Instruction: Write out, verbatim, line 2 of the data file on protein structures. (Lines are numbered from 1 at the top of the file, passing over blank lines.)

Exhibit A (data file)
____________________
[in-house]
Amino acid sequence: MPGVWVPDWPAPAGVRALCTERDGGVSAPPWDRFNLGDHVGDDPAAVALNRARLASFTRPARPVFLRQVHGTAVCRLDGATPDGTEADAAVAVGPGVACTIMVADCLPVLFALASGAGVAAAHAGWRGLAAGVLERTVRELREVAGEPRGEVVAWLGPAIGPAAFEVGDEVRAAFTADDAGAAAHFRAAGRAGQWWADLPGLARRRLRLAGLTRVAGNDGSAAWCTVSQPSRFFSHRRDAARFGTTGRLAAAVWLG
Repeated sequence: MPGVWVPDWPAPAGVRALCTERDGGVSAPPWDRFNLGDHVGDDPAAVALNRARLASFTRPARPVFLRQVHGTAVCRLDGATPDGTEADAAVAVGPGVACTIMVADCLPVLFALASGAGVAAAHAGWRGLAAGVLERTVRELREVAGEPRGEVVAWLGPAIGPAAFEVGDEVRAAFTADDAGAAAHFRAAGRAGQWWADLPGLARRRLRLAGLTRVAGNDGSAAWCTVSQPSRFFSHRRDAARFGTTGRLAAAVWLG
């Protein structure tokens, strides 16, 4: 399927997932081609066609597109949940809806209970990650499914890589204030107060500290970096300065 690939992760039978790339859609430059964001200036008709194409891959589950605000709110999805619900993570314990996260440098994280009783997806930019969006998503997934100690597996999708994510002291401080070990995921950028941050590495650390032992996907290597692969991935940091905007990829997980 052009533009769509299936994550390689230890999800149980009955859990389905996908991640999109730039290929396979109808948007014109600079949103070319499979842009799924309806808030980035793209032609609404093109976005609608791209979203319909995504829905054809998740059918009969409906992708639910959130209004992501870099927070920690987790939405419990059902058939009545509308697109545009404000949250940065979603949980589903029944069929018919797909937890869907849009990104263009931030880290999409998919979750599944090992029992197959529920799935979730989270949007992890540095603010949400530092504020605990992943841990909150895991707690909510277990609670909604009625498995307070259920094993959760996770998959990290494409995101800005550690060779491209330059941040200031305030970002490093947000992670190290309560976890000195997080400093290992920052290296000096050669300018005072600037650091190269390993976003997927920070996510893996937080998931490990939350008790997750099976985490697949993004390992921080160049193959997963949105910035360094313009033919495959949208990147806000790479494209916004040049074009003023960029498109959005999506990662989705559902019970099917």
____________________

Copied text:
Amino acid sequence: MPGVWVPDWPAPAGVRALCTERDGGVSAPPWDRFNLGDHVGDDPAAVALNRARLASFTRPARPVFLRQVHGTAVCRLDGATPDGTEADAAVAVGPGVACTIMVADCLPVLFALASGAGVAAAHAGWRGLAAGVLERTVRELREVAGEPRGEVVAWLGPAIGPAAFEVGDEVRAAFTADDAGAAAHFRAAGRAGQWWADLPGLARRRLRLAGLTRVAGNDGSAAWCTVSQPSRFFSHRRDAARFGTTGRLAAAVWLG